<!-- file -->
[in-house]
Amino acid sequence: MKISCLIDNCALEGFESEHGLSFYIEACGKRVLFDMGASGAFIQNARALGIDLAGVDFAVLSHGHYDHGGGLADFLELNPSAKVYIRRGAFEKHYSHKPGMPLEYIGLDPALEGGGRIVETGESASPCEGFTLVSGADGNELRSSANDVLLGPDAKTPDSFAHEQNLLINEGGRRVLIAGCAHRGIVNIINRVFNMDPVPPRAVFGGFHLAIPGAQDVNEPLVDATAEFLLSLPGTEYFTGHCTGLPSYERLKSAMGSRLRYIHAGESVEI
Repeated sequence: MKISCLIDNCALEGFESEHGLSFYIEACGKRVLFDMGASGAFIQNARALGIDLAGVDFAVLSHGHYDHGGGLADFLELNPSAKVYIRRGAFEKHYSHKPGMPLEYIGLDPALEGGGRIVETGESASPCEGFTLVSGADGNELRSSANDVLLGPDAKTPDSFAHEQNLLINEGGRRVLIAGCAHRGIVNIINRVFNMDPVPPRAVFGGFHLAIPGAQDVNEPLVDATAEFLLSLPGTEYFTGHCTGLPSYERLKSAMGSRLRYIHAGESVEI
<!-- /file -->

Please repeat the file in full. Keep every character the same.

[in-house]
Amino acid sequence: MKISCLIDNCALEGFESEHGLSFYIEACGKRVLFDMGASGAFIQNARALGIDLAGVDFAVLSHGHYDHGGGLADFLELNPSAKVYIRRGAFEKHYSHKPGMPLEYIGLDPALEGGGRIVETGESASPCEGFTLVSGADGNELRSSANDVLLGPDAKTPDSFAHEQNLLINEGGRRVLIAGCAHRGIVNIINRVFNMDPVPPRAVFGGFHLAIPGAQDVNEPLVDATAEFLLSLPGTEYFTGHCTGLPSYERLKSAMGSRLRYIHAGESVEI
Repeated sequence: MKISCLIDNCALEGFESEHGLSFYIEACGKRVLFDMGASGAFIQNARALGIDLAGVDFAVLSHGHYDHGGGLADFLELNPSAKVYIRRGAFEKHYSHKPGMPLEYIGLDPALEGGGRIVETGESASPCEGFTLVSGADGNELRSSANDVLLGPDAKTPDSFAHEQNLLINEGGRRVLIAGCAHRGIVNIINRVFNMDPVPPRAVFGGFHLAIPGAQDVNEPLVDATAEFLLSLPGTEYFTGHCTGLPSYERLKSAMGSRLRYIHAGESVEI